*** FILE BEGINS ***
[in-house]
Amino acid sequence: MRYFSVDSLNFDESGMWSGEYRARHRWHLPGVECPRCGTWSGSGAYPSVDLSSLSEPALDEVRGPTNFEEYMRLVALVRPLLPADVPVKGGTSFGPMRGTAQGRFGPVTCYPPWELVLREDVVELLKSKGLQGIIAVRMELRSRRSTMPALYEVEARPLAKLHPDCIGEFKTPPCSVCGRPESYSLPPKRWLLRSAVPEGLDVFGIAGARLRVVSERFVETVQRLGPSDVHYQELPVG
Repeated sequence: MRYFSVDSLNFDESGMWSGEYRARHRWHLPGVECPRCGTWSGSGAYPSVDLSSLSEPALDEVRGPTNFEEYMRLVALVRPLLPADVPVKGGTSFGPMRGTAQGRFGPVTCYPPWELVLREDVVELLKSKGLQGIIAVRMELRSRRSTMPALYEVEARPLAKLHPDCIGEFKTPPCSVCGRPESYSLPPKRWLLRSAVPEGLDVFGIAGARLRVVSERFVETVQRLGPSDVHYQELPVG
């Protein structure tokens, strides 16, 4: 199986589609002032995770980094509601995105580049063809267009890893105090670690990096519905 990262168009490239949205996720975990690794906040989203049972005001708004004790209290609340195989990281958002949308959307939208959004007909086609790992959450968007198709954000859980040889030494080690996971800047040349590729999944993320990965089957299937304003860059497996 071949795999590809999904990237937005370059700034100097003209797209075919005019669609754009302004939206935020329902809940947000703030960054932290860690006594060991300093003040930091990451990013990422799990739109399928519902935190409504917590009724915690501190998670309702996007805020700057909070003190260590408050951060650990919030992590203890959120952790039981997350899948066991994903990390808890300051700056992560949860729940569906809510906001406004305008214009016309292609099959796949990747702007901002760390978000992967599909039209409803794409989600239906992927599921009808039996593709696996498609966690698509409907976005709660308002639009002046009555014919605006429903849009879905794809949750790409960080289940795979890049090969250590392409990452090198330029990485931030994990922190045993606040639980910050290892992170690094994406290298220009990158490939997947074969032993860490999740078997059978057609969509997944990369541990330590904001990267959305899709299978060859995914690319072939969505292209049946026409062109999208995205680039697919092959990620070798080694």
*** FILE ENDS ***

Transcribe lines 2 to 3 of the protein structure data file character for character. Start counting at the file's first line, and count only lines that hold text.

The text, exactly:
Amino acid sequence: MRYFSVDSLNFDESGMWSGEYRARHRWHLPGVECPRCGTWSGSGAYPSVDLSSLSEPALDEVRGPTNFEEYMRLVALVRPLLPADVPVKGGTSFGPMRGTAQGRFGPVTCYPPWELVLREDVVELLKSKGLQGIIAVRMELRSRRSTMPALYEVEARPLAKLHPDCIGEFKTPPCSVCGRPESYSLPPKRWLLRSAVPEGLDVFGIAGARLRVVSERFVETVQRLGPSDVHYQELPVG
Repeated sequence: MRYFSVDSLNFDESGMWSGEYRARHRWHLPGVECPRCGTWSGSGAYPSVDLSSLSEPALDEVRGPTNFEEYMRLVALVRPLLPADVPVKGGTSFGPMRGTAQGRFGPVTCYPPWELVLREDVVELLKSKGLQGIIAVRMELRSRRSTMPALYEVEARPLAKLHPDCIGEFKTPPCSVCGRPESYSLPPKRWLLRSAVPEGLDVFGIAGARLRVVSERFVETVQRLGPSDVHYQELPVG